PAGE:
I could never have known on this day what I know today. This image was taken on May 30, 2014. Mary Anne, Christa and I were headed to Long Island. We had raised money for the Leukemia/Lymphoma Society and Team in Training. I had finished my Leukemia treatment in February and was stubborn enough to believe I could ride my bicycle the 74 miles from beginning to end. There was also a big contingency of peeps from the Albany area that was pushing with the “Yes, You Can” undertone. Mary Anne and Christa had been huge supporters through all my random adventures and continued to tell me that I could do things that I wasn’t totally sure I could.
What we didn’t know was that within months Mary Anne would be diagnosed with ovarian cancer. What we didn’t know was that she would spend a year and half on different types of chemo trying to fight this disease. We didn’t know that she would be part of a clinical trial at Sloane Kettering. Mary Anne’s stamina and determination and persistence were unwavering. The first trial didn’t work. There were conversations about tumors growing.
In November we all went to the local Holiday Tractor Parade. We watched sixty five tractors full of thousands of lights pass down the quaint Main Street of Greenwich. The smell of fried dough filled the air. Mary Anne waited in the long, long line for her fill of fried food with sugar on top. Christmas music played in the air as a light dusting of snow fell on the village. It was just another day and another parade and another holiday season but being in the presence of Mary Anne and Christa reminded me of the fragility of it all.
A few days later I popped in at Mary Anne’s house. We sat and chatted and ate celery with peanut butter covered in raisins. She was losing weight and looked tired.
“I need to tell you something,” Mary Anne said.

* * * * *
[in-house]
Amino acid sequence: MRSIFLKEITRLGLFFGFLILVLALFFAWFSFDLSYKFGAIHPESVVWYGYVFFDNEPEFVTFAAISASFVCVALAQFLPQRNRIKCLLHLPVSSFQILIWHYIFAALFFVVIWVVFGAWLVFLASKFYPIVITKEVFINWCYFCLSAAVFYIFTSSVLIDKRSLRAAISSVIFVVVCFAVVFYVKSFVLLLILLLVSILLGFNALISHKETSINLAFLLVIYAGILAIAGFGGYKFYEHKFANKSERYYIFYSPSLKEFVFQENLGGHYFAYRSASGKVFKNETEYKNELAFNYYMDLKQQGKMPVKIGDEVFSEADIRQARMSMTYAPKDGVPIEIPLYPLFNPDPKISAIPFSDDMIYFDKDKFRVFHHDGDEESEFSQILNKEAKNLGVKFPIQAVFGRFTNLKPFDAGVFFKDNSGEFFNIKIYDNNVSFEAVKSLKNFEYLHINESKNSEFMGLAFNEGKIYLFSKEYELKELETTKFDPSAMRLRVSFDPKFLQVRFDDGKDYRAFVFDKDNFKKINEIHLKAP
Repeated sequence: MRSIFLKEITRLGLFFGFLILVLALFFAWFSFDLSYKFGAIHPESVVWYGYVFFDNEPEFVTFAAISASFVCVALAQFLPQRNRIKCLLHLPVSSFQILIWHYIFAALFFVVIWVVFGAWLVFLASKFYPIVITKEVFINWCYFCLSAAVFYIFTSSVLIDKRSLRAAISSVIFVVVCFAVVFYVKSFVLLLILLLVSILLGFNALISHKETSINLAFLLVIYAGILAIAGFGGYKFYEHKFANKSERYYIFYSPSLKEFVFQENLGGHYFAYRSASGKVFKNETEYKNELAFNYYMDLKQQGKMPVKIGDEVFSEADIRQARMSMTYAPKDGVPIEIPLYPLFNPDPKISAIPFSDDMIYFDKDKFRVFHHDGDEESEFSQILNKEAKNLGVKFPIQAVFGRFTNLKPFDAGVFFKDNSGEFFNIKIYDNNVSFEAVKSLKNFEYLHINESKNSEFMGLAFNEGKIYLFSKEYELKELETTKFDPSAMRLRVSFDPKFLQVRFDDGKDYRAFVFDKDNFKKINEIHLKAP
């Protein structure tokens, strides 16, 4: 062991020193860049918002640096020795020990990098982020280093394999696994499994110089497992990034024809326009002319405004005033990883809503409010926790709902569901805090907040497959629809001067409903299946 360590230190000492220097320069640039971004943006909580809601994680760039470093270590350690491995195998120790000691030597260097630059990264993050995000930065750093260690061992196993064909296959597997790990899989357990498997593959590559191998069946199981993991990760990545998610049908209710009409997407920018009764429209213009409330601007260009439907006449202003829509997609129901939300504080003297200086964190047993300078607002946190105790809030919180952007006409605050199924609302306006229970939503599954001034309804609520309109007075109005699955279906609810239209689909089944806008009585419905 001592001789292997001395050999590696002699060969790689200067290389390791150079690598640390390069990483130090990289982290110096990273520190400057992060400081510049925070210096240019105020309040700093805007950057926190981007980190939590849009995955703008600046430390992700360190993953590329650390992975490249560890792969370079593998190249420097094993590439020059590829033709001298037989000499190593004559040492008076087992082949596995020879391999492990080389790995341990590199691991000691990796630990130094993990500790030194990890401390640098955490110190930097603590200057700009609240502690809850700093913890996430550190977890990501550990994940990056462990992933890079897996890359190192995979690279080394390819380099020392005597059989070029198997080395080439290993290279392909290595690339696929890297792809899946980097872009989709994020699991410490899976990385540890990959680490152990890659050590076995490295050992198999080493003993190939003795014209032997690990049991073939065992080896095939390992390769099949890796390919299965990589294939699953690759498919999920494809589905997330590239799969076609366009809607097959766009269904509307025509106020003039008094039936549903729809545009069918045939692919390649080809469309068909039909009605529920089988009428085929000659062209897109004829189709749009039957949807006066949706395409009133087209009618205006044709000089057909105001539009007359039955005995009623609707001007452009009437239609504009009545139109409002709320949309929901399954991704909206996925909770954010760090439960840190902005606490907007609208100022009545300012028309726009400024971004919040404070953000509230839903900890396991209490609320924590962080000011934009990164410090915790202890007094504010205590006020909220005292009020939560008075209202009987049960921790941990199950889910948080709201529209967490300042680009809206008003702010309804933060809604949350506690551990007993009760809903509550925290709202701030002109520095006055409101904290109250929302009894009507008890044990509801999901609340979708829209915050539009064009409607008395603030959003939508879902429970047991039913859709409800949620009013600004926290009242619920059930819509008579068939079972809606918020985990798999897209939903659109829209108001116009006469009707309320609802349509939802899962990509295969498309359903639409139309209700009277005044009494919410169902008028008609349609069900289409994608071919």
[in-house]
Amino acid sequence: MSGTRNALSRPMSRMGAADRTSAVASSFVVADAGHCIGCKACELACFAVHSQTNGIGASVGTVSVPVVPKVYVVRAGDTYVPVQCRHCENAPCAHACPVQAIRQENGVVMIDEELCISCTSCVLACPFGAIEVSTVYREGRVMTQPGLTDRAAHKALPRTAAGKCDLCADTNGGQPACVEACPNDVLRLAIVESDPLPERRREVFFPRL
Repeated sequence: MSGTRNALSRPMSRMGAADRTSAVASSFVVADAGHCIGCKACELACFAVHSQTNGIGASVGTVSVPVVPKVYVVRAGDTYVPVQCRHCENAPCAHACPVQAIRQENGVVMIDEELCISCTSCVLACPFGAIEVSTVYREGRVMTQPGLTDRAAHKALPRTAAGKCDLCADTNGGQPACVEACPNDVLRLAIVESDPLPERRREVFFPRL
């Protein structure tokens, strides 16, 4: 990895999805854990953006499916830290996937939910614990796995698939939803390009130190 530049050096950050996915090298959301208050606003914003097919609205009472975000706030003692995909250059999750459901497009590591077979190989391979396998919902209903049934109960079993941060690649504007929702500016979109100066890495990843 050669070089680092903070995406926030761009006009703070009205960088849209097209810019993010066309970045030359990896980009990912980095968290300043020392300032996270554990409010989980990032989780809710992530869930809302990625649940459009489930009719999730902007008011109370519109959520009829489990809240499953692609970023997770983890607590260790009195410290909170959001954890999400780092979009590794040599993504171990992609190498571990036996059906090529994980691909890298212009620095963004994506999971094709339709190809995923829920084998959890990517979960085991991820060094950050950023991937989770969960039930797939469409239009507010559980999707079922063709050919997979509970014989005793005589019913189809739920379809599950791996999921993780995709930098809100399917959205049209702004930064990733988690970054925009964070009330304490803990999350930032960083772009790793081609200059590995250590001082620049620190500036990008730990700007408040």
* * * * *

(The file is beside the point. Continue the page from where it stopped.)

“Sure. Go for it,” was my reaction.
“I’ve been having un-kind thoughts and want to talk to you about them.”
“OK. What’s going on?” My stomach dropped a little bit.
“When we were at the tractor parade and we were walking back to your house, I was thinking about some things. I wondered why it was that you had cancer twice and now you are okay and why I’ve been going through this for a year and a half and it’s still going on.”
Tears welled up in my eyes. She was saying exactly what I had been thinking over and over again. Her honesty and courage to have this conversation gave me permission to do the same.
“I don’t know Mary Anne. I just don’t know.” I sobbed and heaved and cried and blabbered “I’m SO ANGRY.”
We sat at the table together and cried.
We didn’t say anything .
She handed me the tissues.
We allowed each other space to regroup.
“I don’t believe that God picks who lives and who doesn’t,” I sniffled. “I just don’t believe it. I don’t know why I am okay and you are still going through this. I’m so sad.”
“I’m sad too.”
The conversation could not have lasted more than four minutes but it was profound and moving and one of the most honest interactions I have ever had. We ate more celery and peanut butter and raisins.
Not long after this interaction Mary Anne was offered a second clinical trial at Sloane Kettering. Her doctor’s dedication was unwavering. She wanted to try another drug to help with the weight loss and change the direction of the disease. And that’s exactly what it did.
Mary Anne tried the new drug.
The tumors stopped spreading.
She stopped losing weight.
During our last conversation I learned that the tumors have shrunk. She was headed to the gym for a little work out.
THIS is why I agreed to be part of Cycle for Survival. I believe that Mary Anne is still alive because of the research and the clinical trials that happen at Sloane. Any donation you make goes towards this research. We never know who will need this next.